Alfa fans, rejoice: Alfa Romeo’s return to North America may be on track after all. Although Fiat executives questioned the launch and the brand’s future just weeks ago, CEO Sergio Marchionne now says the brand will return to the New World.
“I’m a lot more confident now that Alfa Romeo will reconstitute a product offering that is acceptable globally, and more in particular in the United States and Canada,” Marchionne reportedly said Friday at a speaking engagement in Toronto, Canada. “There is a strong likelihood that the brand will be back here within the next 24 months.”
It’s a far cry from what he told reporters on January 21, when he said that a decision to return Alfa to the U.S. would take a year and that he would look to formulate backup plans in case it didn’t happen. Now, a Chrysler spokesman has confirmed the reports of Marchionne’s statements in Toronto, putting Alfa back on track for a U.S. debut in 2012.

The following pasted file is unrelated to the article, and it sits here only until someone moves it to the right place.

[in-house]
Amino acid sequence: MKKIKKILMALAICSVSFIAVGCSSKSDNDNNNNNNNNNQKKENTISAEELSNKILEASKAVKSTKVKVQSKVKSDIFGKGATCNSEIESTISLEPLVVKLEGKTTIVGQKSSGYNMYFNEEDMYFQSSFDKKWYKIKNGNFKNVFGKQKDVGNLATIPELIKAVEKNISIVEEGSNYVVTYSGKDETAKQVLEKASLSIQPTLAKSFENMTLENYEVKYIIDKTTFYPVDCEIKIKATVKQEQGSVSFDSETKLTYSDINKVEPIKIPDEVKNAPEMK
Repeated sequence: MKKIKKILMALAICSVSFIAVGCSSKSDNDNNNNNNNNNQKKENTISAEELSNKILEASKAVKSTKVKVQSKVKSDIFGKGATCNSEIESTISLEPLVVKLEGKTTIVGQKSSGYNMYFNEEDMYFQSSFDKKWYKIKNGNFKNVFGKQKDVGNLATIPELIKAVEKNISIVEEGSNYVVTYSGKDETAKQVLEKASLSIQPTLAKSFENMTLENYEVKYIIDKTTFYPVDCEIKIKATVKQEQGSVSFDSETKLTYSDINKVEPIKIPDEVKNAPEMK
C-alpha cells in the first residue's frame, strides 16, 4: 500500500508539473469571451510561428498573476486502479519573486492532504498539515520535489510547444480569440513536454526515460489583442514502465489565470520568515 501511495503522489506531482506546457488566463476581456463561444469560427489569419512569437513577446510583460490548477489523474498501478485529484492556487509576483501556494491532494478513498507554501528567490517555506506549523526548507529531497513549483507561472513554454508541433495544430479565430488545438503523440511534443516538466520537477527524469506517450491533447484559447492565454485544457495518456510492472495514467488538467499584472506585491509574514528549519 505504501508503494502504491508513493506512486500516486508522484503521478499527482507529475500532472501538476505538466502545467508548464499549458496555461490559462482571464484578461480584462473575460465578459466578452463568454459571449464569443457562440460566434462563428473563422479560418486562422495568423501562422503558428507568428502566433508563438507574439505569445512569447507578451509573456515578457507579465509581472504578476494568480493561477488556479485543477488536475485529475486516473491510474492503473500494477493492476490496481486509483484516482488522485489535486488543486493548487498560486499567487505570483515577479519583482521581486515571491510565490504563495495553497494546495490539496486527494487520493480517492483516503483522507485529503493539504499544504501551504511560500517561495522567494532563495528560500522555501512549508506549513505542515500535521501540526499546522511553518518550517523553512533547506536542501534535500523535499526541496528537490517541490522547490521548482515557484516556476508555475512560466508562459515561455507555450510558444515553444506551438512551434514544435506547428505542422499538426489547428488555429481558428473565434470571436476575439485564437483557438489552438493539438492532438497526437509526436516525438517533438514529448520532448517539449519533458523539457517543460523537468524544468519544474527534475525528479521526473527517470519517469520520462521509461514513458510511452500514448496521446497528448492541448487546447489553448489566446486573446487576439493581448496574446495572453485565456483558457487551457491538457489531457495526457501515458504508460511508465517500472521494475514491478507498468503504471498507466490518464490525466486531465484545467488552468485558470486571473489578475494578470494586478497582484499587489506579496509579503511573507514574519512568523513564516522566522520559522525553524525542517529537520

According to Automotive News’ sources in the company, Alfa is looking to share platforms and production with Chrysler brands to keep costs down. Sources say that Alfa may introduce two new models for the U.S. market named Giulia, building it here in the states in mid-2012. The similarly named Giulietta, which will debut in Geneva next month to replace the 147, is not in the cards for the U.S. at the moment. A new rear-drive Alfa, though, could be based on the Chrysler 300’s platform and even built in Canada to replace the 166.
All of this, of course, assumes that the strategic review of the brand finds a good business case for the Alfa Romeo nameplate. The company has, after all, seen its sales dwindle by nearly 50% since 2000 and is plagued with an aging lineup that’s just starting to be freshened with the new MiTo and Giulietta. We’ll know more when the strategic review, along with the brand’s four-year plan, are released on April 21.
Source: Automotive News (Subscription Required)